I’m responsible for the “outside” and my lovely colleague Hanna Porrassalmi is responsible for the “inside”.

 

I believe that communications and marketing need to be involved from the very beginning in strategic planning for any actions to be influential. This goes for any project or programme, not just for smart cities.

 

SCW: I have heard many comments recently that cities are not telling their smart city story clearly, or at all, and therefore outside the industry, there is sometimes a mistrust or misunderstanding of smart cities, or a total lack of awareness. What do you think about that?

 

PL: Many cities are putting a lot of effort into their smart city activities but a lot of the effectiveness and influence is lost if no-one knows about these efforts. In the Smart Tampere programme, we learned that creating roadmaps of our plans citywide is not easy but it is well worth the effort.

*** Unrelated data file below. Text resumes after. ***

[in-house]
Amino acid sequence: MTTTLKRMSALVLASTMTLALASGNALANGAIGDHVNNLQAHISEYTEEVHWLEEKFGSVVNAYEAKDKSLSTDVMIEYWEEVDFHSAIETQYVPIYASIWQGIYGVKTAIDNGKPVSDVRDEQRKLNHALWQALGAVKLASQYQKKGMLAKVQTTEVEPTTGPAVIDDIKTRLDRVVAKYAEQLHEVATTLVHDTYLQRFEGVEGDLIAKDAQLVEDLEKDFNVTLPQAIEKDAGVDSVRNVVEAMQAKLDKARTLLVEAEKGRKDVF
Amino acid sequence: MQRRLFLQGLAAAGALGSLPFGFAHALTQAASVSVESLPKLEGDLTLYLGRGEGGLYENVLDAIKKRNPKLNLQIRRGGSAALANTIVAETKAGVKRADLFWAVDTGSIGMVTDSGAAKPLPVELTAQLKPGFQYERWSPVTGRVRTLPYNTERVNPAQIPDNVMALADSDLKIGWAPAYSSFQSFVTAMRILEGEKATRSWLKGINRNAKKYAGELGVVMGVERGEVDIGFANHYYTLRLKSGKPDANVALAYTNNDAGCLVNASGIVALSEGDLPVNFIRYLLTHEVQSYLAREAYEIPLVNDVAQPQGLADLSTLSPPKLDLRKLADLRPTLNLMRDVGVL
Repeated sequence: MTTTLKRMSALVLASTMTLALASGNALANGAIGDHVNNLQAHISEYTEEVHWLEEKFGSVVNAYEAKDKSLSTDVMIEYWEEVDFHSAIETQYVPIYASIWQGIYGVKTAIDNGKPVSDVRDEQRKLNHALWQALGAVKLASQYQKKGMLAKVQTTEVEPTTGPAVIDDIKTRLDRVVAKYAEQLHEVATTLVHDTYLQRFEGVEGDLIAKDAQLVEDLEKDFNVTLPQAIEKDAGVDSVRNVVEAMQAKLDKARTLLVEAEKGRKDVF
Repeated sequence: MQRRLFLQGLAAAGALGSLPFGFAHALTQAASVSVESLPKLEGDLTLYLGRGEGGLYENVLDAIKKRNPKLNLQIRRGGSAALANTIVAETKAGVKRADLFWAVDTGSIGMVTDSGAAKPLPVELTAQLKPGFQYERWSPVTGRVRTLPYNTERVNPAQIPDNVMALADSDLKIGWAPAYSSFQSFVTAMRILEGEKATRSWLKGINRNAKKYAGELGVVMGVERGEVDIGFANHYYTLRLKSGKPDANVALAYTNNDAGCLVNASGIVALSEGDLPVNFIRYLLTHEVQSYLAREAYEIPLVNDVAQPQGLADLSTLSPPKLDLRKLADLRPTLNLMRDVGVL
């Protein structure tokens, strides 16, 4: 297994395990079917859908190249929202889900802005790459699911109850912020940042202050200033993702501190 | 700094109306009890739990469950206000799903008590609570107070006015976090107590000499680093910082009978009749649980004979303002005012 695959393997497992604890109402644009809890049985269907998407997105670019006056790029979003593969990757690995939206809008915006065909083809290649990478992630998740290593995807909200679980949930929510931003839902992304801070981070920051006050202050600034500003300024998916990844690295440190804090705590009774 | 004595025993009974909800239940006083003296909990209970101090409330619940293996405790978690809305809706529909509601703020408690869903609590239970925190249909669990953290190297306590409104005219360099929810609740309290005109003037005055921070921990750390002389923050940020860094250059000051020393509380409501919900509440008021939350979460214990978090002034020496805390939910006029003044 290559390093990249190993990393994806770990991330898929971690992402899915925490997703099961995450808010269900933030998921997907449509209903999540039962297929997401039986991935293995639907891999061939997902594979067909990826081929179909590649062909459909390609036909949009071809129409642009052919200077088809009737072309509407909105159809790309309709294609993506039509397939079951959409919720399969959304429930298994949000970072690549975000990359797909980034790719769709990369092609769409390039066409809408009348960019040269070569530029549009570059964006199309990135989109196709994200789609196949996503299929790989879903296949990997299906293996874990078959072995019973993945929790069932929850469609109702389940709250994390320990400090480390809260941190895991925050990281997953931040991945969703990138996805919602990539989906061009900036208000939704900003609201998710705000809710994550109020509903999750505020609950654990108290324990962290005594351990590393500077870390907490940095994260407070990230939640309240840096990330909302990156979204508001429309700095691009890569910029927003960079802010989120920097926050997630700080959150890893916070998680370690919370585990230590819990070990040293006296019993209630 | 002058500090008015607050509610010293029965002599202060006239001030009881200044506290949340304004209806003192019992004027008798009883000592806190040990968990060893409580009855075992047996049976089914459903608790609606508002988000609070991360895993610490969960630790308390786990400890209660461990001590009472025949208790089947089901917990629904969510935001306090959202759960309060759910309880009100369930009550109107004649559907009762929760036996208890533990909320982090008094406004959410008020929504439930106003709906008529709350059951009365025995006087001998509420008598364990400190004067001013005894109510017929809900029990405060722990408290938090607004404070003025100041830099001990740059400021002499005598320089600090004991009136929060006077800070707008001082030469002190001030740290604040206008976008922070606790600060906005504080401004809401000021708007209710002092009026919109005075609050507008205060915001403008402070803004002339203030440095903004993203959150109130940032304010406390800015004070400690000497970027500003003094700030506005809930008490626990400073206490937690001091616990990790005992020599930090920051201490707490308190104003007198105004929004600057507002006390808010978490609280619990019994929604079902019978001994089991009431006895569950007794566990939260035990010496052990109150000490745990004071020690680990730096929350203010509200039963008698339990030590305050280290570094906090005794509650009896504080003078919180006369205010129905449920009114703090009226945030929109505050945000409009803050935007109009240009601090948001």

Many cities are putting a lot of effort into their smart city activities but a lot of the effectiveness and influence is lost if no-one knows about these efforts.

 

Without open and down-to-earth communications, the development is way slower and public conversation is non-existent, or tends to revolve around digitalisation. The cities lose an opportunity to actively communicate their challenges and engage partners in developing better services.

 

Cities tend to do development in silos by nature and cross-department communication is vital in changing this. No smart city is built in silos.

 

SCW: What is a smart city to Tampere?

 

PL: In Tampere, we aim to change the way the whole city functions. We have multiple massive development projects going on. Not only are they going to be the forerunners in digital service experience, but they are also connected.